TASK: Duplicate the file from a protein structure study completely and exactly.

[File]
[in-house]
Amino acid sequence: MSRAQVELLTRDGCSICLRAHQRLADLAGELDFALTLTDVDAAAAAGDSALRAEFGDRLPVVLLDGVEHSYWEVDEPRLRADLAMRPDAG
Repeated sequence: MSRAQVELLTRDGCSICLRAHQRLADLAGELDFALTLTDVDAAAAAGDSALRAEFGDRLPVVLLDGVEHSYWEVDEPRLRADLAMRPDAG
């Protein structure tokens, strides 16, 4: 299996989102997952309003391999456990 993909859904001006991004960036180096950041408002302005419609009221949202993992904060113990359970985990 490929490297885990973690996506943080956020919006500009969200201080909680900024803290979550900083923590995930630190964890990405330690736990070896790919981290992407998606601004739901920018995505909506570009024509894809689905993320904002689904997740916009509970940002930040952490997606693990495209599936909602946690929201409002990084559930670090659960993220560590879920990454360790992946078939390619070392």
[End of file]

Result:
[in-house]
Amino acid sequence: MSRAQVELLTRDGCSICLRAHQRLADLAGELDFALTLTDVDAAAAAGDSALRAEFGDRLPVVLLDGVEHSYWEVDEPRLRADLAMRPDAG
Repeated sequence: MSRAQVELLTRDGCSICLRAHQRLADLAGELDFALTLTDVDAAAAAGDSALRAEFGDRLPVVLLDGVEHSYWEVDEPRLRADLAMRPDAG
């Protein structure tokens, strides 16, 4: 299996989102997952309003391999456990 993909859904001006991004960036180096950041408002302005419609009221949202993992904060113990359970985990 490929490297885990973690996506943080956020919006500009969200201080909680900024803290979550900083923590995930630190964890990405330690736990070896790919981290992407998606601004739901920018995505909506570009024509894809689905993320904002689904997740916009509970940002930040952490997606693990495209599936909602946690929201409002990084559930670090659960993220560590879920990454360790992946078939390619070392």